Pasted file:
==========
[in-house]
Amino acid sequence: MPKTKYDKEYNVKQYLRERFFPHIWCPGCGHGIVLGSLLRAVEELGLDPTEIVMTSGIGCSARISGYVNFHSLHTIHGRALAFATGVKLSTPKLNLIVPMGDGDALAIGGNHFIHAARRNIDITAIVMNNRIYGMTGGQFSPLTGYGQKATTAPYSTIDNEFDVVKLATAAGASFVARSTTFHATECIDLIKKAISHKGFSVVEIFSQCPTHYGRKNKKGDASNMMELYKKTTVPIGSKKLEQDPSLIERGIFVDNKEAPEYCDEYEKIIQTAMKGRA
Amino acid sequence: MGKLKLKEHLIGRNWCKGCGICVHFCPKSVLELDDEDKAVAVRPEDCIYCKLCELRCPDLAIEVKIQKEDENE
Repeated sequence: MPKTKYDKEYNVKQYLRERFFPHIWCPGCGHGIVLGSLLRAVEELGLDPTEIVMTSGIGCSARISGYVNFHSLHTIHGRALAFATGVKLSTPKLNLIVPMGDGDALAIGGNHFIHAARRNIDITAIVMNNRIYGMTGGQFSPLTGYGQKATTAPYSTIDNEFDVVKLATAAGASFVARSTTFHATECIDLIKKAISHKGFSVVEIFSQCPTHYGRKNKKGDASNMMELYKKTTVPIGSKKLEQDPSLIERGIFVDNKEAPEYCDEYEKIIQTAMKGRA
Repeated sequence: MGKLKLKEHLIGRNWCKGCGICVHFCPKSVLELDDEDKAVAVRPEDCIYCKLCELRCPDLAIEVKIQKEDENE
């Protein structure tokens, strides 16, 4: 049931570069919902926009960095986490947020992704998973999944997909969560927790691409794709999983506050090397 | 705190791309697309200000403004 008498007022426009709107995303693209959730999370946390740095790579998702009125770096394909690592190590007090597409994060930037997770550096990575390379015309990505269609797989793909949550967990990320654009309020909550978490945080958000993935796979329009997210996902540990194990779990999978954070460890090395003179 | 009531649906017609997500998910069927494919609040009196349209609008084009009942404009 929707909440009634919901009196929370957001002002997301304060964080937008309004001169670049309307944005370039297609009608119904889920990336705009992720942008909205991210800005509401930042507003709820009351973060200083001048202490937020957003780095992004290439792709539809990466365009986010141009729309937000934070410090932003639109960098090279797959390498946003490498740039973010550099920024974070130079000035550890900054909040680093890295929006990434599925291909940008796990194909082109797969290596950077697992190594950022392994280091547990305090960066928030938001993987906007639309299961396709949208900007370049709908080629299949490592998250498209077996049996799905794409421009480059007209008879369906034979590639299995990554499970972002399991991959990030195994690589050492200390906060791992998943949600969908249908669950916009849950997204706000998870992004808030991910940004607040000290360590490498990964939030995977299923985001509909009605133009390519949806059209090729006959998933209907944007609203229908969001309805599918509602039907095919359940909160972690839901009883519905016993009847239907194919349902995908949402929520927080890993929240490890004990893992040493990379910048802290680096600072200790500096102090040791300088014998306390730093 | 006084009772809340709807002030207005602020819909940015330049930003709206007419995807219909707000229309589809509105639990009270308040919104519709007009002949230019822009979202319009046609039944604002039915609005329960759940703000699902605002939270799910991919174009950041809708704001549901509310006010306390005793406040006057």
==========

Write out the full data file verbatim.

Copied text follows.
[in-house]
Amino acid sequence: MPKTKYDKEYNVKQYLRERFFPHIWCPGCGHGIVLGSLLRAVEELGLDPTEIVMTSGIGCSARISGYVNFHSLHTIHGRALAFATGVKLSTPKLNLIVPMGDGDALAIGGNHFIHAARRNIDITAIVMNNRIYGMTGGQFSPLTGYGQKATTAPYSTIDNEFDVVKLATAAGASFVARSTTFHATECIDLIKKAISHKGFSVVEIFSQCPTHYGRKNKKGDASNMMELYKKTTVPIGSKKLEQDPSLIERGIFVDNKEAPEYCDEYEKIIQTAMKGRA
Amino acid sequence: MGKLKLKEHLIGRNWCKGCGICVHFCPKSVLELDDEDKAVAVRPEDCIYCKLCELRCPDLAIEVKIQKEDENE
Repeated sequence: MPKTKYDKEYNVKQYLRERFFPHIWCPGCGHGIVLGSLLRAVEELGLDPTEIVMTSGIGCSARISGYVNFHSLHTIHGRALAFATGVKLSTPKLNLIVPMGDGDALAIGGNHFIHAARRNIDITAIVMNNRIYGMTGGQFSPLTGYGQKATTAPYSTIDNEFDVVKLATAAGASFVARSTTFHATECIDLIKKAISHKGFSVVEIFSQCPTHYGRKNKKGDASNMMELYKKTTVPIGSKKLEQDPSLIERGIFVDNKEAPEYCDEYEKIIQTAMKGRA
Repeated sequence: MGKLKLKEHLIGRNWCKGCGICVHFCPKSVLELDDEDKAVAVRPEDCIYCKLCELRCPDLAIEVKIQKEDENE
């Protein structure tokens, strides 16, 4: 049931570069919902926009960095986490947020992704998973999944997909969560927790691409794709999983506050090397 | 705190791309697309200000403004 008498007022426009709107995303693209959730999370946390740095790579998702009125770096394909690592190590007090597409994060930037997770550096990575390379015309990505269609797989793909949550967990990320654009309020909550978490945080958000993935796979329009997210996902540990194990779990999978954070460890090395003179 | 009531649906017609997500998910069927494919609040009196349209609008084009009942404009 929707909440009634919901009196929370957001002002997301304060964080937008309004001169670049309307944005370039297609009608119904889920990336705009992720942008909205991210800005509401930042507003709820009351973060200083001048202490937020957003780095992004290439792709539809990466365009986010141009729309937000934070410090932003639109960098090279797959390498946003490498740039973010550099920024974070130079000035550890900054909040680093890295929006990434599925291909940008796990194909082109797969290596950077697992190594950022392994280091547990305090960066928030938001993987906007639309299961396709949208900007370049709908080629299949490592998250498209077996049996799905794409421009480059007209008879369906034979590639299995990554499970972002399991991959990030195994690589050492200390906060791992998943949600969908249908669950916009849950997204706000998870992004808030991910940004607040000290360590490498990964939030995977299923985001509909009605133009390519949806059209090729006959998933209907944007609203229908969001309805599918509602039907095919359940909160972690839901009883519905016993009847239907194919349902995908949402929520927080890993929240490890004990893992040493990379910048802290680096600072200790500096102090040791300088014998306390730093 | 006084009772809340709807002030207005602020819909940015330049930003709206007419995807219909707000229309589809509105639990009270308040919104519709007009002949230019822009979202319009046609039944604002039915609005329960759940703000699902605002939270799910991919174009950041809708704001549901509310006010306390005793406040006057």